4 Tips for Retirement Planning from Investment Pro Larry Swedroe

This post was previously published on December 13, 2019. It was updated on January 29, 2020.

Do you have a plan for your retirement?

My friend Larry Swedroe has a lot to say about retirement planning. He’s the author of the #1 book on the Wall Street Journal’s list of the best books about retirement and aging of 2019, Your Complete Guide to a Successful & Secure Retirement. Larry is also the chief research officer and board member with Buckingham Strategic Wealth, a member of The BAM Alliance.

I recently had the pleasure of moderating a fireside chat with Larry during the Greater Miami Chamber of Commerce’s South Florida Economic Summit – 2020 Vision, where we discussed “The New Retirement Landscape.” I also hosted a private luncheon with Larry where he shared tips for retirement planning with a few of our clients and friends. Here are four takeaways that he shared.

1. More than half of us don’t have the right plans in place for retirement.

More than half of working families are at risk of not being able to maintain their living standards after retirement, according to The National Retirement Risk Index from the Center for Retirement Research at Boston College. 

The “four horsemen of the retirement apocalypse,” Larry’s personification of the risks of insufficient retirement planning, are particularly hazardous for those who underestimate their retirement needs. These four factors – stock valuations at historic highs, bond yields at historic lows, increasing longevity, and the unaffordable cost of long-term care – can combine to create a real disaster.  Proper planning includes an assessment of your current situation, evaluation of your appetite for risk, and review of tools that can protect you, like long-term care coverage. 

2. You may be very smart, but it’s unlikely you’re smart enough to beat the market.

There are two basic theories of investing – active and passive. Those who follow an active strategy believe that markets are inefficient, and that intelligent people can spot undervalued or overvalued stocks, or can “time” the market to take advantage of economic shifts. Advocates for a passive investment strategy trust the market’s efficiency, believing that the price of a security is the correct price – otherwise it couldn’t be maintained.

Larry’s position is clear. He writes: “while markets are not perfectly efficient…they are highly efficient.” Taking advantage of tools for passive investing creates the “habit” of saving for retirement, without the need to be an expert or give your portfolio constant attention.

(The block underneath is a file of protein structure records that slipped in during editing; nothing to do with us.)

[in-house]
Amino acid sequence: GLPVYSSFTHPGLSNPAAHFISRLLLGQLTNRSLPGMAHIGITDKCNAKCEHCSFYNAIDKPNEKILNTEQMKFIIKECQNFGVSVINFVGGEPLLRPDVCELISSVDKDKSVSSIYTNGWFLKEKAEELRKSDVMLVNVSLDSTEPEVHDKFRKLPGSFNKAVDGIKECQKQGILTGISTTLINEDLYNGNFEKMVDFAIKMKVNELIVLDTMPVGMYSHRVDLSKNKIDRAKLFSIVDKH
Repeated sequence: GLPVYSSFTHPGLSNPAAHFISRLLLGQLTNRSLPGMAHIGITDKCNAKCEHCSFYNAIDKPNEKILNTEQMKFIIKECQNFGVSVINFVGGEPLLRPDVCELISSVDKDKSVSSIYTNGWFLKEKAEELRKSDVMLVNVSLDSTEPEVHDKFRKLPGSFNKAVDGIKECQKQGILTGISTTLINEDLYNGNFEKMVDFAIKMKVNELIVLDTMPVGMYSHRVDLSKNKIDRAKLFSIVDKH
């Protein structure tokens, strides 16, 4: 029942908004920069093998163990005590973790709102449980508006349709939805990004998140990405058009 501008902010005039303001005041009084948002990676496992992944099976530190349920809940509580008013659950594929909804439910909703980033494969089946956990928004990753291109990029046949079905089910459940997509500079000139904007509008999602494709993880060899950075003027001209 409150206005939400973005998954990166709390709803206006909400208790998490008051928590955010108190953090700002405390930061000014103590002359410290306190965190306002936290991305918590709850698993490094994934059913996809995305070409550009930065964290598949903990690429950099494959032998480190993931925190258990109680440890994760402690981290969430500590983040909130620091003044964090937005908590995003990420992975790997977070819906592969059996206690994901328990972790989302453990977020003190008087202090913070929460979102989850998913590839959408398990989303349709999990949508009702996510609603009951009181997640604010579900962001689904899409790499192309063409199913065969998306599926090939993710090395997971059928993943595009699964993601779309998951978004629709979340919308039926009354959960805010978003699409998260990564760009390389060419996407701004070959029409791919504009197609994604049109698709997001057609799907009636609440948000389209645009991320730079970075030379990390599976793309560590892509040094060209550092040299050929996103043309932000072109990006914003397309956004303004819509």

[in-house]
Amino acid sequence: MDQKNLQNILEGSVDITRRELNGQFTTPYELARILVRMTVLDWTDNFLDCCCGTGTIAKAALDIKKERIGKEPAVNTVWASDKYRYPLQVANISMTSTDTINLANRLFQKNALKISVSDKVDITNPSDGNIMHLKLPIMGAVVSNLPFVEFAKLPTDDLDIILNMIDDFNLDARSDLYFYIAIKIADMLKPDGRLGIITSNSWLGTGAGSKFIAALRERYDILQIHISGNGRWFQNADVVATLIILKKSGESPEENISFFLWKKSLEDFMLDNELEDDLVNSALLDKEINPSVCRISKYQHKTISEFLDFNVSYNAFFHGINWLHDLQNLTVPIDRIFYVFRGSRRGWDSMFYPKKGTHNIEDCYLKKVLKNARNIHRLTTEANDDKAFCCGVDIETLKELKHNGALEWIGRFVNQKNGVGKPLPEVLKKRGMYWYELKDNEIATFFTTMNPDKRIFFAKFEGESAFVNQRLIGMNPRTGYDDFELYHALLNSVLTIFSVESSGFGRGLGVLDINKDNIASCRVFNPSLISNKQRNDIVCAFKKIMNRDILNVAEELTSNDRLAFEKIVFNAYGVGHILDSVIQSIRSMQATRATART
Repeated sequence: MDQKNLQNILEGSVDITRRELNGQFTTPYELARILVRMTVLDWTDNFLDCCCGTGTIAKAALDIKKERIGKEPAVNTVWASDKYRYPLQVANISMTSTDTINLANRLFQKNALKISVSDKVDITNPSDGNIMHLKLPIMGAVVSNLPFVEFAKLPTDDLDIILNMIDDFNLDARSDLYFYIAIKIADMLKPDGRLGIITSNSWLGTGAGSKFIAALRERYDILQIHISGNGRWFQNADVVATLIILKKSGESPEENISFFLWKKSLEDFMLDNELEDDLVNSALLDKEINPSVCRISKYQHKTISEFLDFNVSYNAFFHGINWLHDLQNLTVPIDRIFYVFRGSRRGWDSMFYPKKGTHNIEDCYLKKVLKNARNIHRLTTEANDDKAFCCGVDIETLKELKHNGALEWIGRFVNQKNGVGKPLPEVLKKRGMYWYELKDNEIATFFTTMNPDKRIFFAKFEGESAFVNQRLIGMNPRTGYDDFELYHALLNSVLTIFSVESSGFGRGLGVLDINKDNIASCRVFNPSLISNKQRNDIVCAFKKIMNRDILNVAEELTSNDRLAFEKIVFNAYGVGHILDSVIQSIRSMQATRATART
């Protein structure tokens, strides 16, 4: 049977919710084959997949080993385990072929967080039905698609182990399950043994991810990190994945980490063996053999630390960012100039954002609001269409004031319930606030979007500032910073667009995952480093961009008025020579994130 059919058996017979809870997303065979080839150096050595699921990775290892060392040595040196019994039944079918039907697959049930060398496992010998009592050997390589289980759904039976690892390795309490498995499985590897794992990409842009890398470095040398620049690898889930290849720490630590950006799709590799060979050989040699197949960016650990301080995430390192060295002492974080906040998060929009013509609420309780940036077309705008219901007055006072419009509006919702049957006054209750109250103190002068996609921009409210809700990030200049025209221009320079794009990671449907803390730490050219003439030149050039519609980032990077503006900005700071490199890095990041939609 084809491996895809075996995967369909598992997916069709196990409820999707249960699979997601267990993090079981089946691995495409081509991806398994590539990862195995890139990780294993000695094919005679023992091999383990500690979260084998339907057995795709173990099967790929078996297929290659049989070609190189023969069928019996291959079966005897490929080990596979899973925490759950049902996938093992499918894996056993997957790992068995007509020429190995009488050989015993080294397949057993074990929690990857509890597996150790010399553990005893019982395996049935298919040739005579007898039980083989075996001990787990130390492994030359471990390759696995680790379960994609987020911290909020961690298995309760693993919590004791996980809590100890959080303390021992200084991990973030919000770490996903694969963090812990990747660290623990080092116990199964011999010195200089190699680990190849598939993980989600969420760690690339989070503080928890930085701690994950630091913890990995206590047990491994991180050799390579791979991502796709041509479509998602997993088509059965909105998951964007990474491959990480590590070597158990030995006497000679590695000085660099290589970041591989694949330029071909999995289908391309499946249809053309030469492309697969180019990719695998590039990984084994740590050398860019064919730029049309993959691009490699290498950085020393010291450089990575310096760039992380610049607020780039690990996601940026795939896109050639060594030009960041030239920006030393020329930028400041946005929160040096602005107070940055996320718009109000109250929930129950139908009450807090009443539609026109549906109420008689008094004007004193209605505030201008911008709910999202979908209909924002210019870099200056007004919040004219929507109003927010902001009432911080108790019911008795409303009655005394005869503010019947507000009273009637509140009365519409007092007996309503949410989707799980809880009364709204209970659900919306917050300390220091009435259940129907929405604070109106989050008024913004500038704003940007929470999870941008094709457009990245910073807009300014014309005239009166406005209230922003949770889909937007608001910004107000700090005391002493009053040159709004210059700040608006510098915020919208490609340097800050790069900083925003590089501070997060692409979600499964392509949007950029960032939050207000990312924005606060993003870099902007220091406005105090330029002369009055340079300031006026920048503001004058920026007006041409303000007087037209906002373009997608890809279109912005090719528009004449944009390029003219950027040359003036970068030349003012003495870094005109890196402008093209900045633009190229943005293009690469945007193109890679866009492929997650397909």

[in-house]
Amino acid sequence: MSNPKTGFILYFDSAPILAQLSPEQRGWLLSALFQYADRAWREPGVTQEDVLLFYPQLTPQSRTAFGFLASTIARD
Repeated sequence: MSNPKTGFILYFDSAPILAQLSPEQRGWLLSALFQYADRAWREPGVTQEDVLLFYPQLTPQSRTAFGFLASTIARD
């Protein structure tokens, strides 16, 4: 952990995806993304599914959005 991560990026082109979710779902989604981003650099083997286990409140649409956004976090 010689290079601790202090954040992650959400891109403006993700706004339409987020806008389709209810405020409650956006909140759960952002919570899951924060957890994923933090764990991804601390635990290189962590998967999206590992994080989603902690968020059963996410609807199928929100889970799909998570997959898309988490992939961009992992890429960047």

3. The financial plan isn’t the only planning you need to do.

Planning for retirement is more than just investment strategy. When you step back from your career, your excitement may be mixed with anxiety. What will you do? Who will you see?  Your status has changed, and so have your relationships. Depression, divorce and even suicide rates are surprisingly high among older people. 

Larry’s excellent advice is to plan for more than your finances: create a vision for what you want retirement to be. This could include health, relationships with family and friends, a passion for a cause, or a learning plan.  Envisioning your future will help you put the building blocks in place that enable you to achieve it.

4. You may be late, but you’d better get started.

One guest at our lunch asked a compelling question. Between finishing his education, starting a career, and starting a family, he hadn’t started the investment habit. “What should I do?” he asked. 

Larry’s advice, like much of the advice I’ve seen him share for many years, was a bit blunt and very practical. “Where can you cut your spending?” he asked. 

It’s true – we can all think about how to save. What kind of coffee do you drink? What kind of car do you drive? Where do you go on vacation? Starting the saving habit now – and taking a bit of a lifestyle hit before it’s too late – will help build the resources to make retirement the reward we all desire.

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